Computational and Mathematical Methods in Medicine

Volume 2016 (2016), Article ID 1724630, 14 pages

http://dx.doi.org/10.1155/2016/1724630

## Sparse Parallel MRI Based on Accelerated Operator Splitting Schemes

^{1}School of Information Engineering, Guangdong University of Technology, Guangzhou 510006, China^{2}Paul C. Lauterbur Research Centre for Biomedical Imaging, Shenzhen Institutes of Advanced Technology, Shenzhen, China^{3}Shenzhen Key Laboratory for MRI, Shenzhen, Guangdong, China

Received 26 April 2016; Accepted 29 August 2016

Academic Editor: Po-Hsiang Tsui

Copyright © 2016 Nian Cai et al. This is an open access article distributed under the Creative Commons Attribution License, which permits unrestricted use, distribution, and reproduction in any medium, provided the original work is properly cited.

#### Abstract

Recently, the sparsity which is implicit in MR images has been successfully exploited for fast MR imaging with incomplete acquisitions. In this paper, two novel algorithms are proposed to solve the sparse parallel MR imaging problem, which consists of regularization and fidelity terms. The two algorithms combine forward-backward operator splitting and Barzilai-Borwein schemes. Theoretically, the presented algorithms overcome the nondifferentiable property in regularization term. Meanwhile, they are able to treat a general matrix operator that may not be diagonalized by fast Fourier transform and to ensure that a well-conditioned optimization system of equations is simply solved. In addition, we build connections between the proposed algorithms and the state-of-the-art existing methods and prove their convergence with a constant stepsize in Appendix. Numerical results and comparisons with the advanced methods demonstrate the efficiency of proposed algorithms.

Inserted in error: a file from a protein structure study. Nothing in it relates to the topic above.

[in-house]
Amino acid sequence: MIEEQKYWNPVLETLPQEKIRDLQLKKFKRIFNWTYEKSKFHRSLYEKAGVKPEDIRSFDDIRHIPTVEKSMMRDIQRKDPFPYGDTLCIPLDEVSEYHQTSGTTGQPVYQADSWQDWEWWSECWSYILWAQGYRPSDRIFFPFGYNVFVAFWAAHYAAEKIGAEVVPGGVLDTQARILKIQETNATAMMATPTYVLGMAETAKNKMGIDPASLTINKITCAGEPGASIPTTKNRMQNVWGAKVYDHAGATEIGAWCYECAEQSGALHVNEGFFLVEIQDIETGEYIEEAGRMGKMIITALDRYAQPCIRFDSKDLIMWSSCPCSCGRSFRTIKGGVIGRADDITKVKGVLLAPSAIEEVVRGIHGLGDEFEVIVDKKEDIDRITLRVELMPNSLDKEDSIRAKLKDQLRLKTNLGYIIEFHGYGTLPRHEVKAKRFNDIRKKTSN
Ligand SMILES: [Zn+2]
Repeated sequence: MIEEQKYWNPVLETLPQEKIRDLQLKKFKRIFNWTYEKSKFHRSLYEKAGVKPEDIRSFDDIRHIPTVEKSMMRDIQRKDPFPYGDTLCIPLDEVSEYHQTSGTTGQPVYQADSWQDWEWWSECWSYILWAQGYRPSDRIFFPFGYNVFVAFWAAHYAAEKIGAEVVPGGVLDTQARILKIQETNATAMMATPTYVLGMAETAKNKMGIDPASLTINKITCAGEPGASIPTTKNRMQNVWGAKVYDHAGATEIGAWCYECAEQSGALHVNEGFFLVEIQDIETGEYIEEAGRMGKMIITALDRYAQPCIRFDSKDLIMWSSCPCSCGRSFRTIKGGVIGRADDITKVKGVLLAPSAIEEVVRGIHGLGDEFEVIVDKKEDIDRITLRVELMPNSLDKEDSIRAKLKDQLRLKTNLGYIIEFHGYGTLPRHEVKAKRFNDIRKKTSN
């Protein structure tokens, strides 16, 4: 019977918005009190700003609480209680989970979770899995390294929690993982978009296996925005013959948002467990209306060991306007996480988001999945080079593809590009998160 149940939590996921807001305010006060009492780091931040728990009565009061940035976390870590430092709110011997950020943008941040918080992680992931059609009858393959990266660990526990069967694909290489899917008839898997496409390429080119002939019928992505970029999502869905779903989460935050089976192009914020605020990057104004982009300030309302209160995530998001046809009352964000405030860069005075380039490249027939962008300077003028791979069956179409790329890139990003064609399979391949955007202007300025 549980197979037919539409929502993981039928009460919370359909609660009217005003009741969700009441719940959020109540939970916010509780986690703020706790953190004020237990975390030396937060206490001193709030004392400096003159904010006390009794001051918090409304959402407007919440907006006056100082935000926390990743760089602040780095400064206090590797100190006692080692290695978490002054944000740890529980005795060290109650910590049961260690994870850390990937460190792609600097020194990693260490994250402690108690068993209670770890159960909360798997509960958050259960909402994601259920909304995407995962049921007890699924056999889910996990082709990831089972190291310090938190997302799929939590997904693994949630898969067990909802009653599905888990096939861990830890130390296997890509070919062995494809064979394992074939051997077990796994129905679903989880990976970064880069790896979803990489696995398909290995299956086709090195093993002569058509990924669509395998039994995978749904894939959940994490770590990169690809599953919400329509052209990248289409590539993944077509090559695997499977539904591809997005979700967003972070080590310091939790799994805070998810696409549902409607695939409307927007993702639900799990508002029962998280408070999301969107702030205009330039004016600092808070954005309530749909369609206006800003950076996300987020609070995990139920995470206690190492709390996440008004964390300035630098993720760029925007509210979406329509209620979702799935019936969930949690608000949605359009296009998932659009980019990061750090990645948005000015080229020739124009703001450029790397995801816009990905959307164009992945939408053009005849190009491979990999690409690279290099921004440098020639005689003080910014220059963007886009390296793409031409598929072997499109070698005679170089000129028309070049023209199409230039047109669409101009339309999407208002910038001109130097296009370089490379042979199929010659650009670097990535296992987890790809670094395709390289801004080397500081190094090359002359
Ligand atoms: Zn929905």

#### 1. Introduction

Reducing encoding is one of the most important ways for accelerating magnetic resonance imaging (MRI). Partially parallel imaging (PPI) is a widely used reduced-encoding technique in clinic due to many desirable properties such as linear reconstruction, easy use, and -factor for clearly characterizing the noise property [1–6]. Specifically, PPI exploits the sensitivity prior in multichannel acquisitions to take less encodings than the conventional methods [7]. Its acceleration factor is restricted to the number of channels. More and more large coil arrays, such as 32-channel [8–11], 64-channel [12], and even 128-channel [13], have been used for faster imaging. However, the acceleration ability of PPI under the condition of ensuring certain signal noise ratio (SNR) is still limited because the imaging system is highly ill-posed and can enlarge the sampling noise with higher acceleration factor. One solution is to introduce some other prior information as the regularization term into the imaging equation. Sparsity prior, becoming more and more popular due to the emergence of compressed sensing (CS) theory [14–16], has been extensively exploited to reconstruct target image from a small amount of acquisition data (i.e., below the Nyquist sampling rate) in many MRI applications [17–20]. Because PPI and compressed sensing MRI (CSMRI) are based on different ancillary information (sensitivity for the former and sparseness for the latter), it is desirable to combine them for further accelerating the imaging speed.